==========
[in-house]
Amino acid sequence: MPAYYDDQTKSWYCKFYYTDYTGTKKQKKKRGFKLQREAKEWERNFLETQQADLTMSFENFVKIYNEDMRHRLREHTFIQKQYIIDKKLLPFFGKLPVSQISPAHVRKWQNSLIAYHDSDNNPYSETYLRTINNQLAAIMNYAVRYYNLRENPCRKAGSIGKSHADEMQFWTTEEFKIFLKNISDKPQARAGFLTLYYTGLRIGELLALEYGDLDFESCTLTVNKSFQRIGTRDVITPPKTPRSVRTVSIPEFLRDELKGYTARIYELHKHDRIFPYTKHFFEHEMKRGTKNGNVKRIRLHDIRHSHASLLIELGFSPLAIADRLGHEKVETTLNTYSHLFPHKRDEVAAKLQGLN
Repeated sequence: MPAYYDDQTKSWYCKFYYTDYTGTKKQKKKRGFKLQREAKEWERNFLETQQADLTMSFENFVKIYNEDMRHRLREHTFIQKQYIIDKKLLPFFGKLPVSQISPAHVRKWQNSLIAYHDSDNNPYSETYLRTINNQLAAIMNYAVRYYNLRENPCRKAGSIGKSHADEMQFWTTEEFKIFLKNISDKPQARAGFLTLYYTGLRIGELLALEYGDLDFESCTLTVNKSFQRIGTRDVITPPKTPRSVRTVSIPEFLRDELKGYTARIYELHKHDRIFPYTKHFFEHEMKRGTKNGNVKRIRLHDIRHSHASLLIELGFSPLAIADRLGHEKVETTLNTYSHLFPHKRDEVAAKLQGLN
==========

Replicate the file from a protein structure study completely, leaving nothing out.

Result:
[in-house]
Amino acid sequence: MPAYYDDQTKSWYCKFYYTDYTGTKKQKKKRGFKLQREAKEWERNFLETQQADLTMSFENFVKIYNEDMRHRLREHTFIQKQYIIDKKLLPFFGKLPVSQISPAHVRKWQNSLIAYHDSDNNPYSETYLRTINNQLAAIMNYAVRYYNLRENPCRKAGSIGKSHADEMQFWTTEEFKIFLKNISDKPQARAGFLTLYYTGLRIGELLALEYGDLDFESCTLTVNKSFQRIGTRDVITPPKTPRSVRTVSIPEFLRDELKGYTARIYELHKHDRIFPYTKHFFEHEMKRGTKNGNVKRIRLHDIRHSHASLLIELGFSPLAIADRLGHEKVETTLNTYSHLFPHKRDEVAAKLQGLN
Repeated sequence: MPAYYDDQTKSWYCKFYYTDYTGTKKQKKKRGFKLQREAKEWERNFLETQQADLTMSFENFVKIYNEDMRHRLREHTFIQKQYIIDKKLLPFFGKLPVSQISPAHVRKWQNSLIAYHDSDNNPYSETYLRTINNQLAAIMNYAVRYYNLRENPCRKAGSIGKSHADEMQFWTTEEFKIFLKNISDKPQARAGFLTLYYTGLRIGELLALEYGDLDFESCTLTVNKSFQRIGTRDVITPPKTPRSVRTVSIPEFLRDELKGYTARIYELHKHDRIFPYTKHFFEHEMKRGTKNGNVKRIRLHDIRHSHASLLIELGFSPLAIADRLGHEKVETTLNTYSHLFPHKRDEVAAKLQGLN